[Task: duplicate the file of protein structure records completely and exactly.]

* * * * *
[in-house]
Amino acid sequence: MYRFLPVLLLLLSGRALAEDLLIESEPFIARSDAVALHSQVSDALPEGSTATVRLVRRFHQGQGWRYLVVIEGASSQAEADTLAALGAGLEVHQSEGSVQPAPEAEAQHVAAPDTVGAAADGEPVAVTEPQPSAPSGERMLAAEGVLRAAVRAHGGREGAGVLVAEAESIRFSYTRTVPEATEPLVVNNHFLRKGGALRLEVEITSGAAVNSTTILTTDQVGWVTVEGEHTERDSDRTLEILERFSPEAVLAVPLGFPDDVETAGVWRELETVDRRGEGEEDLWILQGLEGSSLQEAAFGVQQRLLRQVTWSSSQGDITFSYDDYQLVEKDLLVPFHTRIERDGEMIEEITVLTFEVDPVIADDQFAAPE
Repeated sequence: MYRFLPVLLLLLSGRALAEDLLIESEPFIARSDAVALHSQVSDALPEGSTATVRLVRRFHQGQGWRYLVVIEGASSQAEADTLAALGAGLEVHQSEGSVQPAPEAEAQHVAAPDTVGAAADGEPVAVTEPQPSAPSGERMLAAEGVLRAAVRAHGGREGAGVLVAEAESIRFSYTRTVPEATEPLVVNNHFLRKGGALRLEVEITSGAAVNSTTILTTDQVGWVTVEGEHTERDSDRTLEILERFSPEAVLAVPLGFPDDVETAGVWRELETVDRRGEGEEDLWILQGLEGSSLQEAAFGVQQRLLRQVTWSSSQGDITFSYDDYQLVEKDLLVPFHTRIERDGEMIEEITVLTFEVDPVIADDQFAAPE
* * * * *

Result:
[in-house]
Amino acid sequence: MYRFLPVLLLLLSGRALAEDLLIESEPFIARSDAVALHSQVSDALPEGSTATVRLVRRFHQGQGWRYLVVIEGASSQAEADTLAALGAGLEVHQSEGSVQPAPEAEAQHVAAPDTVGAAADGEPVAVTEPQPSAPSGERMLAAEGVLRAAVRAHGGREGAGVLVAEAESIRFSYTRTVPEATEPLVVNNHFLRKGGALRLEVEITSGAAVNSTTILTTDQVGWVTVEGEHTERDSDRTLEILERFSPEAVLAVPLGFPDDVETAGVWRELETVDRRGEGEEDLWILQGLEGSSLQEAAFGVQQRLLRQVTWSSSQGDITFSYDDYQLVEKDLLVPFHTRIERDGEMIEEITVLTFEVDPVIADDQFAAPE
Repeated sequence: MYRFLPVLLLLLSGRALAEDLLIESEPFIARSDAVALHSQVSDALPEGSTATVRLVRRFHQGQGWRYLVVIEGASSQAEADTLAALGAGLEVHQSEGSVQPAPEAEAQHVAAPDTVGAAADGEPVAVTEPQPSAPSGERMLAAEGVLRAAVRAHGGREGAGVLVAEAESIRFSYTRTVPEATEPLVVNNHFLRKGGALRLEVEITSGAAVNSTTILTTDQVGWVTVEGEHTERDSDRTLEILERFSPEAVLAVPLGFPDDVETAGVWRELETVDRRGEGEEDLWILQGLEGSSLQEAAFGVQQRLLRQVTWSSSQGDITFSYDDYQLVEKDLLVPFHTRIERDGEMIEEITVLTFEVDPVIADDQFAAPE